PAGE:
It is a long list, full of great names. And even more important probably, of great characters. Ever since Tom Izzo became the head coach of Michigan State University, he has had special relationships with his players. A lot of players had fantastic college careers under Izzo, but, of course, some were more special than others.
Think of someone like Mateen Cleaves who Izzo loves like a son. Izzo even loves him so much, that he gave his name to his own son, Steven, as a middle name. Think of Draymond Green, who with his tough-minded personality and outspokenness, became a wonderful mirror and partner in crime for the Hall of Fame coach. Then there was Denzel Valentine, who over the years, turned himself from a slightly overweight and flashy freshman into someone who could carry an entire team on his later chiseled back. The latest in the long line of true Izzo prodigies would be Cassius Winston, Izzo’s arm and mind on the court to whom he grew even closer through trials, tragedy and amazing athletic accomplishments.
Many of his former and current players consider the Spartans head man a father figure or close confidant, and he will be the first one to tell you that he loves all of them like his own kids. Of course, Izzo adores all of his former players. But some of his players truly have a special place in his heart as they become the embodiment of what he views as true Spartans, on and off the court, as true leaders and as people who stand for everything that is right in the Green and White world.
Enter Pierre Brooks II, who was recently named Gatorade Player of the Year for the state of Michigan.
Now, the sturdy freshman swingman from Detroit‘s Frederick Douglass Academy hasn’t been on campus quite as long as fellow freshmen Jaden Akins and Max Christie. However, it is already easy to envision him as someone who will be able to set the tone for many Spartan teams in the coming years.
Brooks’ high school resume looks like it is copied straight out of an Izzo handbook, which he might or might not hand out to his assistants on the recruiting trail. Local kid? Check. Strong family behind him? Check. Great student? Check. Tremendous presence off the court? Check. Tough? Hard nosed? Willing to work? Willing to be coached? Checks everywhere.
In Spartan basketball lore, someone like Brooks is usually referred to as an “OKG” – our kind of guy. And on top of it he already is a very good basketball player, too. Brooks attributes many of the aforementioned characteristics to his parents, Dad, Pierre Sr., and mom, Inger. The couple made sure that the young Pierre didn’t sulk for long when he was cut from his sixth grade AAU team. They made sure he realized that he had the potential to become a tremendous player and that he stayed focused in his belief, his academics and his everyday business.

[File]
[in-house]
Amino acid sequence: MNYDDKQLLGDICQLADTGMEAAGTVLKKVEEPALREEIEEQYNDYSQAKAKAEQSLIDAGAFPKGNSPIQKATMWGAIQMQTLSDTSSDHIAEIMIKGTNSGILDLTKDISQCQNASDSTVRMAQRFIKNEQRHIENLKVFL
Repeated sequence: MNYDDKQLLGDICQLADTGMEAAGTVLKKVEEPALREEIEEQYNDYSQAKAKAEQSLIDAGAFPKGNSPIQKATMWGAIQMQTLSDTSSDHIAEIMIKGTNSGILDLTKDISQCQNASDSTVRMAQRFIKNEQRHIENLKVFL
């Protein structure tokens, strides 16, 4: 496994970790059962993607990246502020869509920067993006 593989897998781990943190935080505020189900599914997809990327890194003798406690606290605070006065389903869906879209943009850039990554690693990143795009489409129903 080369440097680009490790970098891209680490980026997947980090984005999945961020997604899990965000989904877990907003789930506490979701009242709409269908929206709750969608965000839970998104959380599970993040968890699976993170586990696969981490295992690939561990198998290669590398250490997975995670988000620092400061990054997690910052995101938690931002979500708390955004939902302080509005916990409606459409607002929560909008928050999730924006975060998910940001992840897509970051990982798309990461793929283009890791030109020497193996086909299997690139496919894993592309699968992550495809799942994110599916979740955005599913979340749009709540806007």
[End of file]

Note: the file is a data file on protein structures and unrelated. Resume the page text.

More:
Pierre Brooks is putting the “man” in “freshman”
It wasn’t a surprise that his parents were among the first people Brooks thanked when he received the Hal Schram Michigan Mr. Basketball Award after his senior season, edging out, among other prominent candidates, Foster Wonders from Tom Izzo’s hometown of Iron Mountain.
“I want to thank my parents, without them I wouldn’t be the man I am today,” Brooks said when he received the award, neatly dressed in a perfect tailored suit and tie.
He might have used the word “man” unconsciously, but it couldn’t be more fitting for this 18-year-old. Not only does he possess a build far beyond his years, standing at 6-feet-6-inches tall and weighing in at 220 pounds, but he also has a seriousness about him that one can rarely find in players that age. It is more than his 4.13 GPA or his numerous academic achievements in various advanced classes. It is more than his membership on the Michigan High School Athletic Association Student Advisory Council. More than his voluntary work for underprivileged people or work as a youth basketball coach. It is a certain kind of quiet maturity that immediately turns him into someone who will demand respect wherever his journey might take him. Especially whenever he sets foot into the Spartans locker room.
Now, until he had reached this point, the sailing wasn’t always smooth. His father is quick to note that it took his son some time to grow into the role he is more than capable of filling today. And that it took the younger Brooks some time to accept his Dad’s hard coaching.
“I was even more harder on him because I knew what he was capable of, not just because he’s my son,” Brooks Sr. told MLive.com. “Just because I know the type of work and the type of player he was. We’ve had some adversity, but each year he has gotten better and better with handling adversity and just becoming a better teammate and leader.”